Blog: The Good, the Bad, and the Ugly: Utah’s Housing Market

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Blog: The Good, the Bad, and the Ugly: Utah’s Housing Market

By: Dejan Eskic

Note: The opinions expressed are those of the author alone and do not reflect an institutional position of the Gardner Institute. We hope the opinions shared contribute to the marketplace of ideas and help people as they formulate their own INFORMED DECISIONS™.

Last week, the Gardner Institute published our inaugural State of the State’s Housing Market report, where we analyzed how Utah’s housing market fared through the COVID-19 pandemic and shed some light on what to expect in 2022. In the few months that it took us to write the report, so much was happening that we had to restructure our outline and address new topics that weren’t initially included.

A few days before we released our report, Goldman Sachs came out with their forecast predicting national home prices will grow a further 16% by the end of 2022, citing a supply and demand imbalance.[i] However, Zelman & Associates (one of the nation’s leading housing research consultants) shared a pessimistic view on housing and is of the opinion that there is too much capital in housing and that we are overbuilt at a national level.[ii] These two opposing views by highly regarded entities highlight just how challenging the current and future housing market is.

So, where do I fall between these two “extreme” views? Somewhere in the middle, but closer to Goldman’s view. Although I think a 16% increase in national housing prices is a bit too high, we did forecast Utah’s prices to increase 5.1% in 2022. Writing this report, we looked at the market through the lens of the good, the bad, and the ugly.

The Good

We’re not in a housing bubble. In Utah, both brief and prolonged price declines have always been associated with job losses and recessions. Neither appears likely in the next two to three years. Furthermore, global and national financial conditions are much improved over the 2008–2011 period which caused the last housing bubble.

Housing was the bright spot in 2020. As the global health pandemic led to millions of job losses, construction activity and home sales hit record highs both in Utah and through the country. The appreciation in home values created approximately $70 billion in equity for Utah homeowners. Homes in forbearance are declining both nationally and in Utah. The latest state-level data (August 2021) show 2.5% of mortgages are delinquent in Utah, down from the pandemic peak of 5.6% in May 2020.[iii]

Demographic tailwinds are favorable for strong housing demand. U.S. and Utah have a significant share of the population reaching peak first-time home-buying age over the next several years. Individuals between the ages of 26 and 32 account for 9.9% (32.5 million) of the U.S. population and 10.4% (332,000) of Utah’s population. This age cohort is expected to provide a wave of first-time homebuyers, keeping the demand for housing strong for the rest of the decade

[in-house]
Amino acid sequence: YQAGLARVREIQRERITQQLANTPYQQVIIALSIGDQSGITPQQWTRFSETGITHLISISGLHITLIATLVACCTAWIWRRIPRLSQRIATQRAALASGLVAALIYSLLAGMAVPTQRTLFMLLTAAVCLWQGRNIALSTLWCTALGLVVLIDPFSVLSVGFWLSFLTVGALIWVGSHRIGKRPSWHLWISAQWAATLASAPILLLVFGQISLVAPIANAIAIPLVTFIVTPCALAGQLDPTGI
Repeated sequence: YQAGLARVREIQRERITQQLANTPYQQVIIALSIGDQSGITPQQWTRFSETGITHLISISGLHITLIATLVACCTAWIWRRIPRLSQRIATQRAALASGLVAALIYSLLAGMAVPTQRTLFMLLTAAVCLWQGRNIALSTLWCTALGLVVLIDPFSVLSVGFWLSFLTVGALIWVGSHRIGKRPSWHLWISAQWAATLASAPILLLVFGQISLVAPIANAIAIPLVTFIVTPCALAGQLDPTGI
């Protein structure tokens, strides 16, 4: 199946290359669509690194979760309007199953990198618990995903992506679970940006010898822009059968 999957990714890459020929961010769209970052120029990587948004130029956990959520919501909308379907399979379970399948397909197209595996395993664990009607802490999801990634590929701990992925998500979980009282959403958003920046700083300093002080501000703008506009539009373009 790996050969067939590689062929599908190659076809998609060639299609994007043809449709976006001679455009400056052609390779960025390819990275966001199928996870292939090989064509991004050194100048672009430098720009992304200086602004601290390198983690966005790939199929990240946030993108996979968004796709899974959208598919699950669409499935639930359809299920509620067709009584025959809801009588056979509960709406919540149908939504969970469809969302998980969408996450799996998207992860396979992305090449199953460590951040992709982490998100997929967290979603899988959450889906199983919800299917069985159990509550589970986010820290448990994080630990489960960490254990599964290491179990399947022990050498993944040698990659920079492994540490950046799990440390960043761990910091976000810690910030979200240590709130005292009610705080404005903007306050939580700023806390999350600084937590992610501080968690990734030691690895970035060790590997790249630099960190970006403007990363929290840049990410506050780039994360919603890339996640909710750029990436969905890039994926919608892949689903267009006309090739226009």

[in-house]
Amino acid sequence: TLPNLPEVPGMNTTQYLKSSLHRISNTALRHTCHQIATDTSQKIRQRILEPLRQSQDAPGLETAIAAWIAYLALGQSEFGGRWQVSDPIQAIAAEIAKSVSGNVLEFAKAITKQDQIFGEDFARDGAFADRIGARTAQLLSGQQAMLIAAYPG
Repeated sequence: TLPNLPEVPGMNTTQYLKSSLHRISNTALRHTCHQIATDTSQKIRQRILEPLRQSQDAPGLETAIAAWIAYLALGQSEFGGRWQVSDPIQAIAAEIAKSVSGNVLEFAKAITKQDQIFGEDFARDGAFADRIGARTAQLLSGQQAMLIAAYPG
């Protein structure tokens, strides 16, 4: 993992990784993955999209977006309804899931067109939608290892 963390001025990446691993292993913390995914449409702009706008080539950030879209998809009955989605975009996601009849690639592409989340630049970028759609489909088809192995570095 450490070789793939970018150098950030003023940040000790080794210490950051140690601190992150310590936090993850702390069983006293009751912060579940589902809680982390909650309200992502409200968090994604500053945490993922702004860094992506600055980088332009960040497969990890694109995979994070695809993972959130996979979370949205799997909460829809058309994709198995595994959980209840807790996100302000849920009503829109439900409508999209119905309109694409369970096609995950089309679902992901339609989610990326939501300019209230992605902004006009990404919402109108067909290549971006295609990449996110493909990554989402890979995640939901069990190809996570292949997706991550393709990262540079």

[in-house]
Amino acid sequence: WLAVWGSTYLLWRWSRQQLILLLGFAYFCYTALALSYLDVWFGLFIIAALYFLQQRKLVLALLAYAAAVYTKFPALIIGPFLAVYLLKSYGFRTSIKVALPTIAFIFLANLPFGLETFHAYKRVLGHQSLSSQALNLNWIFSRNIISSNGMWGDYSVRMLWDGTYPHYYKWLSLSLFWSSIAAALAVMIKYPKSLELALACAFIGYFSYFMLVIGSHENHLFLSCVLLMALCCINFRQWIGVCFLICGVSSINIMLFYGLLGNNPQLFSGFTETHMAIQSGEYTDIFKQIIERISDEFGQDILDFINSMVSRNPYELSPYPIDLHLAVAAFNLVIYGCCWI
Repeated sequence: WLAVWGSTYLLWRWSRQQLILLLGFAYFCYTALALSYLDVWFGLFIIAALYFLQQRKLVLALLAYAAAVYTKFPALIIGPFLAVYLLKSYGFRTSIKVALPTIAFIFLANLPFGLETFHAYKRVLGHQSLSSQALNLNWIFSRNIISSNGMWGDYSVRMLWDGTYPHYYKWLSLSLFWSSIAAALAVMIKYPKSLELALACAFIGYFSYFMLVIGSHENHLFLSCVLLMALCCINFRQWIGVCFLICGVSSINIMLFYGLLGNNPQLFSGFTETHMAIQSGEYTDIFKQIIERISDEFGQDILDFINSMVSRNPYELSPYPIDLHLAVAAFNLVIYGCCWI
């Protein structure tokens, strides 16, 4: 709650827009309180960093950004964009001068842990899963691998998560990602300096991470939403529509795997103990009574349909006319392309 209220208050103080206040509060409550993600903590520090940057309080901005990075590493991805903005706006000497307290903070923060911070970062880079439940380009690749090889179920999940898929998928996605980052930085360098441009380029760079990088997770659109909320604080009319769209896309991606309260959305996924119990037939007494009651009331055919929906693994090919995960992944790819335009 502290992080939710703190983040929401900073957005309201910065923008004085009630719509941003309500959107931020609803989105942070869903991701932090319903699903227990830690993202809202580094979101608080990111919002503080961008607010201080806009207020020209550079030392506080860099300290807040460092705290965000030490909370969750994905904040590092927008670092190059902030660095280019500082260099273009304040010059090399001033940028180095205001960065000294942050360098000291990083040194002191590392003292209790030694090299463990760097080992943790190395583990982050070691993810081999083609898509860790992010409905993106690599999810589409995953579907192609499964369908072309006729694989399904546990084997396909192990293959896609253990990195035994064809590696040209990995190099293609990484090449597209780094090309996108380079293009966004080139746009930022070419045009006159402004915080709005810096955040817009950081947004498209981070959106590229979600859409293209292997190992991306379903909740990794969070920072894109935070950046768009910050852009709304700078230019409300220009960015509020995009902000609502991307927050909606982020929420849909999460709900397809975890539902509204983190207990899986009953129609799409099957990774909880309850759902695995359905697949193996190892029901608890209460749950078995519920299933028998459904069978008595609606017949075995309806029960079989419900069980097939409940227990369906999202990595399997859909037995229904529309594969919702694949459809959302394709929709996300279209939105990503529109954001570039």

The Bad

Affordability suffered tremendously over the last 18 months or so. In the report we highlight that by the end of 2020 approximately 48.5% of Utah households couldn’t afford the median-priced home. As prices accelerated in 2021, more than half of Utah households are unable to afford the median-priced home. For renters, the path to ownership narrowed further. In 2019, approximately 63.1% of renter households were priced out of the median home price. In 2020, the share of renters priced out increased to 72.8%. The lack of affordable housing is so bad in some areas of the state that restaurant employees, and even a city planner, are living in vans temporarily.[iv]

Interest rates are trending upward from their lowest point ever. The previous fall in rates masked much of the price appreciation in 2020. While prices were increasing 16%–17%, the monthly mortgage payment was growing only 3.5%–4%. However, throughout the latter part of 2021, monthly mortgage payments are growing as fast as prices.

The Ugly

Whether we look at one quarter, one year, five years, or since 1991, Utah ranks second in home price appreciation.[v] This reflects strong population and economic growth; however, our fast growth continues to create a supply imbalance. Multiple indicators confirm Utah’s housing shortage, whether measured by the gap between new housing units and new households or “on the ground” data, such as days on market, inventory of vacant unsold new homes, and rental vacancy rates. All show record strain.

COVID-19 disrupted the supply chain for building materials—30% of construction materials are imported from China—and disrupted the availability of labor. While building permits continue to be approved, builders’ backlogs continue to grow.

The Federal Reserve distorted demand through lower interest rates and an extraordinary increase in liquidity via quantitative easing. These policies triggered high rates of demand, which in turn pushed up housing prices to record-breaking levels. As tapering is introduced, rates are expected to rise, thus adding to the affordability challenges.

As we shift into 2022, we expect Utah’s housing prices to continue to grow, albeit at a modest 5.1%. Construction activity will also grow; however, the supply and labor bottlenecks could dampen productivity. The demand for housing will remain strong, but only time will tell on which side of the Goldman/Zelman extremes the market winds will blow. I hope neither extreme becomes reality.

Dejan Eskic is a senior research fellow at the Kem C. Gardner Policy Institute.